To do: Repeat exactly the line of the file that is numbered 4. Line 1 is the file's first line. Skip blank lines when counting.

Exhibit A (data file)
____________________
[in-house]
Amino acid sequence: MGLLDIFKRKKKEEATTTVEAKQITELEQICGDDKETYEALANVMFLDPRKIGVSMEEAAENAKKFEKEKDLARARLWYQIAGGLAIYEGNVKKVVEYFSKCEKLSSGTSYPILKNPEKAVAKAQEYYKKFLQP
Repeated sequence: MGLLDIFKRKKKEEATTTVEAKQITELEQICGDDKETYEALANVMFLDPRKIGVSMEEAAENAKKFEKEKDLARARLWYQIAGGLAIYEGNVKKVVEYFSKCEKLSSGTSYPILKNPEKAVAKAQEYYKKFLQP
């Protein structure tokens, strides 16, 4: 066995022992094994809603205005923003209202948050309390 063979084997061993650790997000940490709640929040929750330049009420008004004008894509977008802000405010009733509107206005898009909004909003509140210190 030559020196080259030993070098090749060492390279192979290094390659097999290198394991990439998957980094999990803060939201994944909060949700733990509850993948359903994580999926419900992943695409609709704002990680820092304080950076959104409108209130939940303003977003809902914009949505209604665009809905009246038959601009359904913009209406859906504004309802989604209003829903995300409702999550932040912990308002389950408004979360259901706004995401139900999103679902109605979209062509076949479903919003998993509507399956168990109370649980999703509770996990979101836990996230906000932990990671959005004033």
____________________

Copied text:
């Protein structure tokens, strides 16, 4: 066995022992094994809603205005923003209202948050309390 063979084997061993650790997000940490709640929040929750330049009420008004004008894509977008802000405010009733509107206005898009909004909003509140210190 030559020196080259030993070098090749060492390279192979290094390659097999290198394991990439998957980094999990803060939201994944909060949700733990509850993948359903994580999926419900992943695409609709704002990680820092304080950076959104409108209130939940303003977003809902914009949505209604665009809905009246038959601009359904913009209406859906504004309802989604209003829903995300409702999550932040912990308002389950408004979360259901706004995401139900999103679902109605979209062509076949479903919003998993509507399956168990109370649980999703509770996990979101836990996230906000932990990671959005004033």